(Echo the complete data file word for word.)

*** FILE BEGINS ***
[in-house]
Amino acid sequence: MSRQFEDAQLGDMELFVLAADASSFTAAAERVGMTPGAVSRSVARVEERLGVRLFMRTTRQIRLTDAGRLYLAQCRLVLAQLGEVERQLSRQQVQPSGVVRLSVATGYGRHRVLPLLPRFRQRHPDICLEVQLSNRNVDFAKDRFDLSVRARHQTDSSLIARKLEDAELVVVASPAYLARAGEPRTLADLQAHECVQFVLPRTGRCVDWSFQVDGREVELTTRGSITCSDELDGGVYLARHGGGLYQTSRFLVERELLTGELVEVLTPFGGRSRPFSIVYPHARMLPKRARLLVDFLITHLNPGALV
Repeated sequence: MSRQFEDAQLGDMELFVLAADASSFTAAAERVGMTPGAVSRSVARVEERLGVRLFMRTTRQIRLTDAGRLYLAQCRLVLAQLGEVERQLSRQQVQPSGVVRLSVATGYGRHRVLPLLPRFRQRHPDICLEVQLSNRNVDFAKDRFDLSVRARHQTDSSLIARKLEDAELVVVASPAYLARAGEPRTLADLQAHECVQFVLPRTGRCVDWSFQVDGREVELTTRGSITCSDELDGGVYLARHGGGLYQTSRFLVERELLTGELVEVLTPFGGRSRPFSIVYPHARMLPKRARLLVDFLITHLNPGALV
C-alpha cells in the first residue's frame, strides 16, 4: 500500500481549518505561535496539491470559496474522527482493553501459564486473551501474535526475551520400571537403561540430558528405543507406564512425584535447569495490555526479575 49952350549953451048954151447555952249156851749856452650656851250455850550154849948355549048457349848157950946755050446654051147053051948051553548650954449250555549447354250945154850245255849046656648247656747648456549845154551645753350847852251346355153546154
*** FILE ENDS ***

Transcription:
[in-house]
Amino acid sequence: MSRQFEDAQLGDMELFVLAADASSFTAAAERVGMTPGAVSRSVARVEERLGVRLFMRTTRQIRLTDAGRLYLAQCRLVLAQLGEVERQLSRQQVQPSGVVRLSVATGYGRHRVLPLLPRFRQRHPDICLEVQLSNRNVDFAKDRFDLSVRARHQTDSSLIARKLEDAELVVVASPAYLARAGEPRTLADLQAHECVQFVLPRTGRCVDWSFQVDGREVELTTRGSITCSDELDGGVYLARHGGGLYQTSRFLVERELLTGELVEVLTPFGGRSRPFSIVYPHARMLPKRARLLVDFLITHLNPGALV
Repeated sequence: MSRQFEDAQLGDMELFVLAADASSFTAAAERVGMTPGAVSRSVARVEERLGVRLFMRTTRQIRLTDAGRLYLAQCRLVLAQLGEVERQLSRQQVQPSGVVRLSVATGYGRHRVLPLLPRFRQRHPDICLEVQLSNRNVDFAKDRFDLSVRARHQTDSSLIARKLEDAELVVVASPAYLARAGEPRTLADLQAHECVQFVLPRTGRCVDWSFQVDGREVELTTRGSITCSDELDGGVYLARHGGGLYQTSRFLVERELLTGELVEVLTPFGGRSRPFSIVYPHARMLPKRARLLVDFLITHLNPGALV
C-alpha cells in the first residue's frame, strides 16, 4: 500500500481549518505561535496539491470559496474522527482493553501459564486473551501474535526475551520400571537403561540430558528405543507406564512425584535447569495490555526479575 49952350549953451048954151447555952249156851749856452650656851250455850550154849948355549048457349848157950946755050446654051147053051948051553548650954449250555549447354250945154850245255849046656648247656747648456549845154551645753350847852251346355153546154